Unfortunately, it was hard to stay in front of Darius Garland, and he repeatedly collapsed the Raptors defense, finding open teammates like Jarret Allen for a dunk, which forced coach Nick Nurse to call a timeout. Trent Jr. finally made a three-pointer, but the Cavs’ length and zone defense bothered the Raptors. The Cavs’ bench tried to pull ahead, but Precious Achiuwa stood in their way, too crafty in getting to the basket on one end and stopping Allen on the other. The Cavs went on a quick 5-0 run to put them ahead 30-25 late in the first quarter, but Achiuwa was on seek-and-destroy mode, catching a contested lob for a dunk, and a putback off his own miss, and we ended the quarter with the Cavs leading, 30-29.

The Cavs opened with back-to-back three-pointers from Kevin Love and Cedi Osman, sparking a 13-2 run that forced coach Nurse to call a timeout. Siakam kept the Raptors in the game, sparking an 8-2 run, forcing coach JB Bickerstaff to call a timeout. The Cavs got an instant return, as they forced a pick-six off a Raptors’ turnover. Thanks to the Cavs’ defense, the Raptors’ offense got ugly for the rest of the half, but a lot of it was self-inflicted. If not for the penalty situation, it would have been a bigger deficit than the 59-46 score at the half.

The Raptors opened with a 13-2 run to start the second half cutting the Cavs lead to 61-59. Did we see a glimpse of the future? Barnes’s fingerprints were all over the floor as he took over defensively while getting his teammates easy baskets leading the charge for the Raptors. The Raptors had several opportunities to take the lead, as the Cavs went cold from behind the arc.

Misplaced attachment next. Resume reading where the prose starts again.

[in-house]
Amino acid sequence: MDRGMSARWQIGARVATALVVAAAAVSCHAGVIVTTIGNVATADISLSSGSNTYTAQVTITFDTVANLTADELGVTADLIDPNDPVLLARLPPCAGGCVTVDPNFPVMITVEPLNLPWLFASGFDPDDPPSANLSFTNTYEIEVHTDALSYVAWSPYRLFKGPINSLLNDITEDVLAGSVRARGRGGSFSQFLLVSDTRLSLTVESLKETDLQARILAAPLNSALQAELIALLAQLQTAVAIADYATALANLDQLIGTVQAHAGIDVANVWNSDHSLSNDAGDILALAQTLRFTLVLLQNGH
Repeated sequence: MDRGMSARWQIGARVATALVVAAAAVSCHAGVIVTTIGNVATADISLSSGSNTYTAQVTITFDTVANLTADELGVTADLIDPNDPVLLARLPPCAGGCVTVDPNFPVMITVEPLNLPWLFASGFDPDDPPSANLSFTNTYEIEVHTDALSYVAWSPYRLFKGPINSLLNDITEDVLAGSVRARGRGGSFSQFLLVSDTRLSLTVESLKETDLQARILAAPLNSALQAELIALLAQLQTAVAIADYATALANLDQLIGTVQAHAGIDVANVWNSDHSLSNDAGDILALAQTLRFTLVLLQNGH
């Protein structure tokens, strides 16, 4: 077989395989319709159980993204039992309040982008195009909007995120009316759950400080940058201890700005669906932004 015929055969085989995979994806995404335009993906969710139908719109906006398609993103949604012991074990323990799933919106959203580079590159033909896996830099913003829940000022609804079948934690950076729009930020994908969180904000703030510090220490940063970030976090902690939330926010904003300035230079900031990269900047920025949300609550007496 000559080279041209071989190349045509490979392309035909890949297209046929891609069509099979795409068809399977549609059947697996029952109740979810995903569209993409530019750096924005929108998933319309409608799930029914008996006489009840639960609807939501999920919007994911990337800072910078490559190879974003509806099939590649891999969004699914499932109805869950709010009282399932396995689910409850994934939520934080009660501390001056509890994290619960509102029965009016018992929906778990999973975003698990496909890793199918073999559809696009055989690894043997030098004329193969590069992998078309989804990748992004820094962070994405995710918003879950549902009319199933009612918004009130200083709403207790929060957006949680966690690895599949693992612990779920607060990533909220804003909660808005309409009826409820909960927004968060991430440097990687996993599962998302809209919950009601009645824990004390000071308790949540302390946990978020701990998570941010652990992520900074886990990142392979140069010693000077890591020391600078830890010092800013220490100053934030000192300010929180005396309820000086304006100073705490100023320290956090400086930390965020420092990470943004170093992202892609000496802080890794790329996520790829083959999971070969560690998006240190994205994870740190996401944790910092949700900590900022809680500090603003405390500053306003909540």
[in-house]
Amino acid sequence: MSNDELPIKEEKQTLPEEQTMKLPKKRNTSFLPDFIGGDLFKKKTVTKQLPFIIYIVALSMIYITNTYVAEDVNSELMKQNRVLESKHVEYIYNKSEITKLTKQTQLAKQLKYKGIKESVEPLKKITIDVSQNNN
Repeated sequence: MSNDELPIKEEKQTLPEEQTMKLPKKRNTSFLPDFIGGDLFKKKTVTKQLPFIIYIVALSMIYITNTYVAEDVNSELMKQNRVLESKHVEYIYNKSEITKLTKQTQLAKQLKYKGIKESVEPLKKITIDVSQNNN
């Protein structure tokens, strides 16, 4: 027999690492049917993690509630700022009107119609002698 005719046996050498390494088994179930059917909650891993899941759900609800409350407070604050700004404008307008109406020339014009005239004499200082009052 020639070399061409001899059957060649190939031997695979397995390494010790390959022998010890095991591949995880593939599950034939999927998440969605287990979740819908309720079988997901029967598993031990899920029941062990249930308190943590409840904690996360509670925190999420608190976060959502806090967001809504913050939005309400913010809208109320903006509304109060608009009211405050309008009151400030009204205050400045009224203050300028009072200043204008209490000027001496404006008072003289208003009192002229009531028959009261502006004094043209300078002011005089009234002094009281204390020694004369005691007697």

Unfortunately, the Raptors couldn’t convert from the perimeter, nor at the free-throw line, and the Cavs eventually got their bearings back, pushing the lead to 70-62 off a Garland-Mobley alley-oop and a Garland pull-up from deep. We were treated to a rare Mykhailiuk sighting and he promptly missed a corner three, putting the Raptors at 0-5 from the perimeter in the quarter and 2-for-16 overall.

After the Raptors’ timeout, it felt like I was watching Stranger Things. Everything is upside down — Mykhailiuk backed down Garland to collapse the Cavs defense to get a wide-open Banton from the perimeter — which he promptly air-balled, and Mykhailiuk went for a drive and kick the next play. Things returned to normal the next possession, with Mykhailiuk on the receiving end of a kick-out, and guess what? It bricked. If not for the Raptors’ chaotic defense, this would have been a blowout early, as the Raptors failed to score a single point since Siakam made split his free throws less than five minutes into the quarter. Thank god the quarter was over, but the Raptors trailed the Cavs, 73-62.

Nick Nurse looked ready to throw everything to the wall and see what sticks, and we saw Armoni Brooks’ Raptors debut in the fourth. However, Mobley sparked a 9-2 Cavs run to start the quarter, giving them their biggest lead at 82-64. Siakam tried to get Toronto back in the game, putting up five quick points — including a three-pointer, but he wasn’t getting a lot of help. Halfway through the quarter, the Raptors managed to find the bottom of the net often enough — Trent Jr. got a middy and a three-pointer. Meanwhile, Barnes was able to set up Boucher for a corner three. The Raptors cut the lead to five late in the game via Trent Jr’s three-pointer. Unfortunately, the Raptors stepped on a rake and hit their face in the process as Trent Jr’s aggressive defense sent Garland to the line, and turned the ball over on the next possession, essentially ending their night with a loss.